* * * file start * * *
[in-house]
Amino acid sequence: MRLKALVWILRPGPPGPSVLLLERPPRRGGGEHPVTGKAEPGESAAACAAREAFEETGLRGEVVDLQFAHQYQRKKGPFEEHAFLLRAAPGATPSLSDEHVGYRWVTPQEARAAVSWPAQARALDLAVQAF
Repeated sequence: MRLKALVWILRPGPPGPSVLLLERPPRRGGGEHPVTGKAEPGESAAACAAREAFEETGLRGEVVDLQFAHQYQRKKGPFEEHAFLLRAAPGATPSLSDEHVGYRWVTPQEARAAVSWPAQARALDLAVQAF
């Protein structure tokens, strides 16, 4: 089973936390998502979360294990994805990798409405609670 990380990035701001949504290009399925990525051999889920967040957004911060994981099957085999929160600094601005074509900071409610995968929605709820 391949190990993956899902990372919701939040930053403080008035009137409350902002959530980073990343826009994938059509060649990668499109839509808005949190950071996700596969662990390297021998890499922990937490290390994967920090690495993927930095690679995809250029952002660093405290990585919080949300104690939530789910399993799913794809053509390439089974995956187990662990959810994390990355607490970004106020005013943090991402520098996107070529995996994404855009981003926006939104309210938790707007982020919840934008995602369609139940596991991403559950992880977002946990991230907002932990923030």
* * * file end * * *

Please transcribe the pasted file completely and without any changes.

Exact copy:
[in-house]
Amino acid sequence: MRLKALVWILRPGPPGPSVLLLERPPRRGGGEHPVTGKAEPGESAAACAAREAFEETGLRGEVVDLQFAHQYQRKKGPFEEHAFLLRAAPGATPSLSDEHVGYRWVTPQEARAAVSWPAQARALDLAVQAF
Repeated sequence: MRLKALVWILRPGPPGPSVLLLERPPRRGGGEHPVTGKAEPGESAAACAAREAFEETGLRGEVVDLQFAHQYQRKKGPFEEHAFLLRAAPGATPSLSDEHVGYRWVTPQEARAAVSWPAQARALDLAVQAF
């Protein structure tokens, strides 16, 4: 089973936390998502979360294990994805990798409405609670 990380990035701001949504290009399925990525051999889920967040957004911060994981099957085999929160600094601005074509900071409610995968929605709820 391949190990993956899902990372919701939040930053403080008035009137409350902002959530980073990343826009994938059509060649990668499109839509808005949190950071996700596969662990390297021998890499922990937490290390994967920090690495993927930095690679995809250029952002660093405290990585919080949300104690939530789910399993799913794809053509390439089974995956187990662990959810994390990355607490970004106020005013943090991402520098996107070529995996994404855009981003926006939104309210938790707007982020919840934008995602369609139940596991991403559950992880977002946990991230907002932990923030």